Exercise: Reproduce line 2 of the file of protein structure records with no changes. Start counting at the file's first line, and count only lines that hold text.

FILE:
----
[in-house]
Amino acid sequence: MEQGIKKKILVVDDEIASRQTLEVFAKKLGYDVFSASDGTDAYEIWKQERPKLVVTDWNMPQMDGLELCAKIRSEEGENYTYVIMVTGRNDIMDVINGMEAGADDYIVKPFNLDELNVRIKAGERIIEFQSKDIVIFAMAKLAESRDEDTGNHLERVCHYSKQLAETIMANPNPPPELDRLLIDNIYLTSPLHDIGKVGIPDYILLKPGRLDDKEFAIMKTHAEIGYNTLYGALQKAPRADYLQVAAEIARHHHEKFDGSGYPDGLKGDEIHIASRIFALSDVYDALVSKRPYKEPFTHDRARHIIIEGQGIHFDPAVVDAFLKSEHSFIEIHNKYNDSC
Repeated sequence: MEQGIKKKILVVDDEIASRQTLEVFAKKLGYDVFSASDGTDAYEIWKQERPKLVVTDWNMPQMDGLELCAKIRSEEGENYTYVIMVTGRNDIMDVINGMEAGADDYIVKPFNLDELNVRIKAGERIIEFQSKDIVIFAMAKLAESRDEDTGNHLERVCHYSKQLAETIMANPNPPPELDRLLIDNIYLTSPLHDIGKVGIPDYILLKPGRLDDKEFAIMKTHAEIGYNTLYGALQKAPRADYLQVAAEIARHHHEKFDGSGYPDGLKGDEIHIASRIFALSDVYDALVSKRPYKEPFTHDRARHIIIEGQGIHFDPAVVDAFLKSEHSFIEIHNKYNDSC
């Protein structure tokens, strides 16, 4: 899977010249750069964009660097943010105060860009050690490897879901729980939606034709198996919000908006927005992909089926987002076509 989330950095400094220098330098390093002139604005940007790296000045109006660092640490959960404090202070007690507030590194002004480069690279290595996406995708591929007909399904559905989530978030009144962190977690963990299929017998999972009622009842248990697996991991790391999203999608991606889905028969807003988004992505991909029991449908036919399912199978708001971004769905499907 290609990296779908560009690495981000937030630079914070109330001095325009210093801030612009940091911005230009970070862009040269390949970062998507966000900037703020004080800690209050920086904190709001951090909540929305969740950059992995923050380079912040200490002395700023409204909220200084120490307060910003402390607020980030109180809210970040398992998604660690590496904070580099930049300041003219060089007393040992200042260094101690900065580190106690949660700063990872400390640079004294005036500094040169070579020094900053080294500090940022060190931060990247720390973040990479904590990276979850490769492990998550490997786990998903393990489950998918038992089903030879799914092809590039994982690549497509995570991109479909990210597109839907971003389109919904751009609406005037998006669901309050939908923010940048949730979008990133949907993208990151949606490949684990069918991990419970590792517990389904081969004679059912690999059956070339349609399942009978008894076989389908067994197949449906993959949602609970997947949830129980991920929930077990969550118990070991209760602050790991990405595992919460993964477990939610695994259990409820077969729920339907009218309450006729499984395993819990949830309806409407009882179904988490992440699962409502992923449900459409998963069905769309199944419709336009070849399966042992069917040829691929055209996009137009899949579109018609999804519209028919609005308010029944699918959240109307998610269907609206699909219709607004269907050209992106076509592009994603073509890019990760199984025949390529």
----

Amino acid sequence: MEQGIKKKILVVDDEIASRQTLEVFAKKLGYDVFSASDGTDAYEIWKQERPKLVVTDWNMPQMDGLELCAKIRSEEGENYTYVIMVTGRNDIMDVINGMEAGADDYIVKPFNLDELNVRIKAGERIIEFQSKDIVIFAMAKLAESRDEDTGNHLERVCHYSKQLAETIMANPNPPPELDRLLIDNIYLTSPLHDIGKVGIPDYILLKPGRLDDKEFAIMKTHAEIGYNTLYGALQKAPRADYLQVAAEIARHHHEKFDGSGYPDGLKGDEIHIASRIFALSDVYDALVSKRPYKEPFTHDRARHIIIEGQGIHFDPAVVDAFLKSEHSFIEIHNKYNDSC